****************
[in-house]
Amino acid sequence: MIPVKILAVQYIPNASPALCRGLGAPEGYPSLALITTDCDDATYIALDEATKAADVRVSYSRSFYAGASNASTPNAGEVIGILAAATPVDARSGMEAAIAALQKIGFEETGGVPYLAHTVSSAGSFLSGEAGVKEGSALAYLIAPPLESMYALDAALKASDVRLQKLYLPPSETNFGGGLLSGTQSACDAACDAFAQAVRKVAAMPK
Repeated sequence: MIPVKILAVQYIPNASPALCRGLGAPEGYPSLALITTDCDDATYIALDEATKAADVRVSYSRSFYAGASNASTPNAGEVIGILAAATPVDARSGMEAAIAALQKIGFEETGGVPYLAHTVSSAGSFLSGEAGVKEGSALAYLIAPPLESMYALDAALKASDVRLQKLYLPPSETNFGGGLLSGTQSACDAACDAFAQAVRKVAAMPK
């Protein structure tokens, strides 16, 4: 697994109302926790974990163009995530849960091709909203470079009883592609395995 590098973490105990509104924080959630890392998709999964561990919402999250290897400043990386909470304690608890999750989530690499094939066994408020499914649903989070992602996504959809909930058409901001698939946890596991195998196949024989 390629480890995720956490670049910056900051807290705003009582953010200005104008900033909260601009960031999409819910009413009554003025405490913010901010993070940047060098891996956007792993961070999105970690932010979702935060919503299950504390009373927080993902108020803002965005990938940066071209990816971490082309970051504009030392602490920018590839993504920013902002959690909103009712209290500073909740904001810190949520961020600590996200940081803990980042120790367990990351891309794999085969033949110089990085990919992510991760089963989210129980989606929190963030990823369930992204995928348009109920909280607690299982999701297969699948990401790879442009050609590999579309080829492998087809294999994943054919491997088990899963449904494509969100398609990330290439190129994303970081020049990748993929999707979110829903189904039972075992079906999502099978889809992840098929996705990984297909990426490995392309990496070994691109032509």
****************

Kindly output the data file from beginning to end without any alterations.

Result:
[in-house]
Amino acid sequence: MIPVKILAVQYIPNASPALCRGLGAPEGYPSLALITTDCDDATYIALDEATKAADVRVSYSRSFYAGASNASTPNAGEVIGILAAATPVDARSGMEAAIAALQKIGFEETGGVPYLAHTVSSAGSFLSGEAGVKEGSALAYLIAPPLESMYALDAALKASDVRLQKLYLPPSETNFGGGLLSGTQSACDAACDAFAQAVRKVAAMPK
Repeated sequence: MIPVKILAVQYIPNASPALCRGLGAPEGYPSLALITTDCDDATYIALDEATKAADVRVSYSRSFYAGASNASTPNAGEVIGILAAATPVDARSGMEAAIAALQKIGFEETGGVPYLAHTVSSAGSFLSGEAGVKEGSALAYLIAPPLESMYALDAALKASDVRLQKLYLPPSETNFGGGLLSGTQSACDAACDAFAQAVRKVAAMPK
């Protein structure tokens, strides 16, 4: 697994109302926790974990163009995530849960091709909203470079009883592609395995 590098973490105990509104924080959630890392998709999964561990919402999250290897400043990386909470304690608890999750989530690499094939066994408020499914649903989070992602996504959809909930058409901001698939946890596991195998196949024989 390629480890995720956490670049910056900051807290705003009582953010200005104008900033909260601009960031999409819910009413009554003025405490913010901010993070940047060098891996956007792993961070999105970690932010979702935060919503299950504390009373927080993902108020803002965005990938940066071209990816971490082309970051504009030392602490920018590839993504920013902002959690909103009712209290500073909740904001810190949520961020600590996200940081803990980042120790367990990351891309794999085969033949110089990085990919992510991760089963989210129980989606929190963030990823369930992204995928348009109920909280607690299982999701297969699948990401790879442009050609590999579309080829492998087809294999994943054919491997088990899963449904494509969100398609990330290439190129994303970081020049990748993929999707979110829903189904039972075992079906999502099978889809992840098929996705990984297909990426490995392309990496070994691109032509």